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It amazes me that some professionals here are trying to lay blame to the controller when the crew did not using the correct (and the most simple) phraseology! "we are declaring an emergency etc etc etc"? if it were medical, a tad embarrassing if the controller put on a full emergency as he hasn't heard properly or missed some of it (on the phone, a colleague talking to them etc) or it would need to controller to clarify the situation by which time the crew are then focused on the problem. As already said many times, MAYDAY or PAN MUST be used if you want to declare. Even MAYDAY x 3 and callsign and nothing else will get the fire vehicles moving! Doesn't take a crew discussion to figure it out, it's instant! Just last week I had an aircraft on frequency, crew said they'd like to return due to a technical issue, nothing declared. Several minutes later I observed the aircraft slowing down and tracking towards nearest landfall, on asking the crew to confirm the issue- "eerm, yeah, pan pan....", THEN we set the wheels in motion for an emergency landing, actually resulted in a forced landing at a disused airfield. If they waited any longer to declare, emergency services would not have been there on arrival. Remember the Avianca near JFK??? Every presentation I've been to where that crops up results in the same 100% agreement between all there, they should have declared an emergency! You need less thinking to say Mayday / Pan, and it works! Anything else may not work.....
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Old 7th Apr 2012, 18:23
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Perhaps the ATC was unfamiliar with the characteristics of a transmission via
a microphone in an O2 mask -- leading him to believe the communication came from a handheld?
That possibility only exists in the real world where pilots land aircraft with smoke-filled cockpits and recorded ATC conversations implicate that very thing.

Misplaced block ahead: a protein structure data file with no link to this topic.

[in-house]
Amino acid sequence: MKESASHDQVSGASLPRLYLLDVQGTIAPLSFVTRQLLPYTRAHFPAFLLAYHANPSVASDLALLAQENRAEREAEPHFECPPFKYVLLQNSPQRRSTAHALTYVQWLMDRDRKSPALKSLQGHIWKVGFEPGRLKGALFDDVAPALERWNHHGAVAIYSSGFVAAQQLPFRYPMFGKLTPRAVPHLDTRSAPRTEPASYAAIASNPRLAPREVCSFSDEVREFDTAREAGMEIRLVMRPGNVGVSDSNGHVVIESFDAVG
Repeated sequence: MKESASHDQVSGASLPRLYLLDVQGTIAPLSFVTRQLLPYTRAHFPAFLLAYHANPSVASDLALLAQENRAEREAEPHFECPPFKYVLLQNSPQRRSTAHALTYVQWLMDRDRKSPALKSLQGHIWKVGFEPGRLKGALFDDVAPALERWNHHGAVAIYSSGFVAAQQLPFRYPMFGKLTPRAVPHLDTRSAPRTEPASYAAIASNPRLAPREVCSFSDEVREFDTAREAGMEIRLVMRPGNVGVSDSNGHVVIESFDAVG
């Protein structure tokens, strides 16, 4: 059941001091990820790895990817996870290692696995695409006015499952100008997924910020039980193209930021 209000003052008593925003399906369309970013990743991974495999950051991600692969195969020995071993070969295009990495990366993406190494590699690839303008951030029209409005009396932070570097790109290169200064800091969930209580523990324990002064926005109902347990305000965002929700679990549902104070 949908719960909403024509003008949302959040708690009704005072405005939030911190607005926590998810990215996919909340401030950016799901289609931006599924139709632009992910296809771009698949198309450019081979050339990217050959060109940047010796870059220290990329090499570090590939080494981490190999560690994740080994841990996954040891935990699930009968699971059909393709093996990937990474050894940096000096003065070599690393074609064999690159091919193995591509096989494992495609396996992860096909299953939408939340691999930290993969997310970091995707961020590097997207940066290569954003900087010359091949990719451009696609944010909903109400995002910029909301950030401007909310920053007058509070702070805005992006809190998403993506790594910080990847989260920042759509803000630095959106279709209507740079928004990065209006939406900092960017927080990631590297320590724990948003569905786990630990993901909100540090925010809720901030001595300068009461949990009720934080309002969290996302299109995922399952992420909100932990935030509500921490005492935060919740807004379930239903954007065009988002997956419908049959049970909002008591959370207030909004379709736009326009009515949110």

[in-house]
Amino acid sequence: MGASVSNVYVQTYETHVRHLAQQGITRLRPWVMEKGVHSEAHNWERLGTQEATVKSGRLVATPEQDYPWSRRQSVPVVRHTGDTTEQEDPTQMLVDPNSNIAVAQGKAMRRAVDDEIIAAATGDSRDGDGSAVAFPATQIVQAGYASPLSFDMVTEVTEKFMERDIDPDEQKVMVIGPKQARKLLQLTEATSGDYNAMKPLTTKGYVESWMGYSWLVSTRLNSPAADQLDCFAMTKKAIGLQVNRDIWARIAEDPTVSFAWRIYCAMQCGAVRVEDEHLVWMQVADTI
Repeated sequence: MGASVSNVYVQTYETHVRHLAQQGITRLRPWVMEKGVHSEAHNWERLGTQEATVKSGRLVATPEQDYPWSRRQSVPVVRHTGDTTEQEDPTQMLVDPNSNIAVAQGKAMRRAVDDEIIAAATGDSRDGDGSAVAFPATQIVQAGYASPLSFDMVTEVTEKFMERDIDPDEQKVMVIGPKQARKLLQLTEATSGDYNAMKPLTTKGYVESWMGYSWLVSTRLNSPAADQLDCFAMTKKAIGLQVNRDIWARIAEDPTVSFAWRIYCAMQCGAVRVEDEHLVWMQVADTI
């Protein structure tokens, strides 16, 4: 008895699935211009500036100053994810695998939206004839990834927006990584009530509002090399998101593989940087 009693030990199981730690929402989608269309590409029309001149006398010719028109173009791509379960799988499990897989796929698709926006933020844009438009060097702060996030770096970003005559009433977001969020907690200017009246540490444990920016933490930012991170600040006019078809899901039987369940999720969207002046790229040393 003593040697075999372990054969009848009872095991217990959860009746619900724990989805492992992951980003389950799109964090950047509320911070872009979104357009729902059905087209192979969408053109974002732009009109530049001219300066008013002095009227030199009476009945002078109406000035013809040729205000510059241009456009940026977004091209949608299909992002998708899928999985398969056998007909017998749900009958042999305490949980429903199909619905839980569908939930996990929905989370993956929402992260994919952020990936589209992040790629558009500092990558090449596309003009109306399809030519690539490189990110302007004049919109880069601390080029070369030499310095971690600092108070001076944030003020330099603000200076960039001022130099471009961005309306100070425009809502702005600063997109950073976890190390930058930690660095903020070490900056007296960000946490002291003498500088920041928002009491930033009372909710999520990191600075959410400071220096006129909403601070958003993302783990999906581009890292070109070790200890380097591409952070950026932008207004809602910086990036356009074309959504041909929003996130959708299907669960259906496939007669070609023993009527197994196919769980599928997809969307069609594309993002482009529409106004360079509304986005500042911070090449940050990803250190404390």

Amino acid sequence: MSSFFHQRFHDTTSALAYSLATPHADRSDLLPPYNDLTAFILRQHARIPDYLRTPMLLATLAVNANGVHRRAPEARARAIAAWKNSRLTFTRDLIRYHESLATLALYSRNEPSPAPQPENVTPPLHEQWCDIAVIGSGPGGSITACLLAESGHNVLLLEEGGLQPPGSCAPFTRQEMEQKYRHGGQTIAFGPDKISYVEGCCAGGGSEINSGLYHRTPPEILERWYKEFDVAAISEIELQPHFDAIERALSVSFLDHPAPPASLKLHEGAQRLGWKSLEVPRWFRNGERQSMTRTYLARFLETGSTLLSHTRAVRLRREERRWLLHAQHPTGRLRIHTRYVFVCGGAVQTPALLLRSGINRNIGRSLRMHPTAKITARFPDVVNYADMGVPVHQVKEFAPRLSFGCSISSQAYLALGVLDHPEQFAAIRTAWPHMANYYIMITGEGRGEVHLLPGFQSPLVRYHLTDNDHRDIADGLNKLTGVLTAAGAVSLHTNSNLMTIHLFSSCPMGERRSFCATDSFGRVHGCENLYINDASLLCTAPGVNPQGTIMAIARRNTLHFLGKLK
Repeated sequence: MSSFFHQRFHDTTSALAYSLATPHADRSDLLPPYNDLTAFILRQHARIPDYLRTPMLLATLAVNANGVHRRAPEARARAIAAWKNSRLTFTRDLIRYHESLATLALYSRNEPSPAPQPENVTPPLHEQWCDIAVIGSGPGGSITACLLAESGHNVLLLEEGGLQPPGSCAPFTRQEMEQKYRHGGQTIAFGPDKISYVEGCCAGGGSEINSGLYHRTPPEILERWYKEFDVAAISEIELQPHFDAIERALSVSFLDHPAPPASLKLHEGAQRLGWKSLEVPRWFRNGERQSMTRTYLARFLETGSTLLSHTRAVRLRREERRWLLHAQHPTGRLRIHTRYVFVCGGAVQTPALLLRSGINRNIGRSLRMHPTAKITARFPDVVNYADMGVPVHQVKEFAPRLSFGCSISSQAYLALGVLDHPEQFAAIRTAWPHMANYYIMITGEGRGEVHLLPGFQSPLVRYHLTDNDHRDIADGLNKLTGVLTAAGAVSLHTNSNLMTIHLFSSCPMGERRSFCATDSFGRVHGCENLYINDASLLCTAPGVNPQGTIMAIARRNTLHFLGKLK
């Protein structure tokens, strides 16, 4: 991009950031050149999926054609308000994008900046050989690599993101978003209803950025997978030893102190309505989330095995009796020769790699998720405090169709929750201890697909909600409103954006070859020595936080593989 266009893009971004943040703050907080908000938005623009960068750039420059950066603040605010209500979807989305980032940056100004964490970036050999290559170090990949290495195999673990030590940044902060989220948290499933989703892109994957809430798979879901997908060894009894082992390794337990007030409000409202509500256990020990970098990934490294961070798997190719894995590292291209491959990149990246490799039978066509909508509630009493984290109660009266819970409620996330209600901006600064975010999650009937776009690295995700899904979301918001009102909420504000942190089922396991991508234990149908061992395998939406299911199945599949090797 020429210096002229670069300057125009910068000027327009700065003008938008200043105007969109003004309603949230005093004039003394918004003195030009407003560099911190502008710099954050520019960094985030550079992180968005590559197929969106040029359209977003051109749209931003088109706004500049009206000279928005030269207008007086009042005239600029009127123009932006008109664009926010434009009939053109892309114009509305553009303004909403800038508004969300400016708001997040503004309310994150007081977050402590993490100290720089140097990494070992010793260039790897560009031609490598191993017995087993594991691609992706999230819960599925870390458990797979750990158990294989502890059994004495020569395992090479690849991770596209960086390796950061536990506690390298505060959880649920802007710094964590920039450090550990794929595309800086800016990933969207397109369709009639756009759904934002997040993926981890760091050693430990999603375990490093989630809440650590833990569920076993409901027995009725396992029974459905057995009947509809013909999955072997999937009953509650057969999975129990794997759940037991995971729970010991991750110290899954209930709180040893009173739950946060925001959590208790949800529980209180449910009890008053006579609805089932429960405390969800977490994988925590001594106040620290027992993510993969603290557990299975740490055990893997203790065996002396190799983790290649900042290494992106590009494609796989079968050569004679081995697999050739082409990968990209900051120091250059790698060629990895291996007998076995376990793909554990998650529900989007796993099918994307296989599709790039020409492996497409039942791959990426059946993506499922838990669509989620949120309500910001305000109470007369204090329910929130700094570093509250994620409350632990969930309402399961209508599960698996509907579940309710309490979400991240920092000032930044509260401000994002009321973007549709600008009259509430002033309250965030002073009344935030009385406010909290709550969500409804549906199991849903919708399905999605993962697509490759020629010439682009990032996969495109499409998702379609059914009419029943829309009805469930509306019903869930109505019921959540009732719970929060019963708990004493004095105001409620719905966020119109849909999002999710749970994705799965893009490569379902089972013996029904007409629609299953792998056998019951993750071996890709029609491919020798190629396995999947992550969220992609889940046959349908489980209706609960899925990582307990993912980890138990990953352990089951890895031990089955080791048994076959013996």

Here, however, the real human factor experts decide what's irrelevant and what's not, and when coorelation does in fact equal causation.

For example, in this case an American pilot used the word "Emergency" to an American controller working at an American airport. That the controller would be entirely familiar that the word "Emergency" means an emergency, but doesn't matter to the experts who will pretend what you have here is the equivalent of speaking Swahili to a Mongolian because it grates on them like nails on a chalkboard. If it mattered, then it blows their whole chance to pontificate about sloppy American phraseology, thus reducing the chance to feel superior, which in turn starves what can only be described as a cultural need.

So one must ignore that the first action for virtually any smoke-filled cockpit scenario is to don an O2 mask, and therefore transmissions were likely being made via the same. Forget also that transmitting on same sounds much different to the reciever not only vs boom mic, but also if that "new" voice suddenly pops up in airspace where nobody else is. Disregard the controllers own words about the call "sounding like it was from a handheld" as well as the person in the article who implies prior rougue transmissions helped lead the controller to erroneously jumping to this conclusion.

And of course, reject out of hand the message could have been truncated in the first place. After all, they were cowboys, and the fact they were transmitting to someone fluent in cowboyspeak is irrelevant when there's a chance to admonish the wild-ass rodeo riders in the U.S. ATC system.

It's really no fun and one can't run an internet Ground School on one's favorite subject if this incident can't simply be equated to other incidents or accidents where poor phraseology was the cause. Therefore, this one must be chalked up to that too, you see.

Last edited by PukinDog; 7th Apr 2012 at 19:01.
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Old 7th Apr 2012, 18:58
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You guys just don't get it! The controller thought it was a fake call, most likely because the o2 masks distorted the transmission. Have you ever spoke through the o2 masks? We can barely communicate with each other let alone atc.
Mayday calls can be faked, the Microsoft wanta bees do know how to say it.

Next time I hear the beautiful European rt exclaiming "Charlie Charlie, twice really or roger"and continuing to read back clearances I will quickly correct them in my finest cowboy accent because that's what us Americans do is sit around thinking of ways to sound cool on the rt. lol

I have flown all around the world and can tell you everywhere is different and uses different terminology, trying to get English in France, central, south America, china, Russia, etc, can be a real challenge sometimes. Domestic operations are even less standard in every country I have flown, USA included. This was a domestic flight and they should use proper rt, but what they said was perfectly understandable for local controllers to understand if they heard it properly.

For the guy who thought atc should have known by the plane stopped on the runway, dia is huge with multiple runways. I think the taxi distance from the far runway is around 4 miles.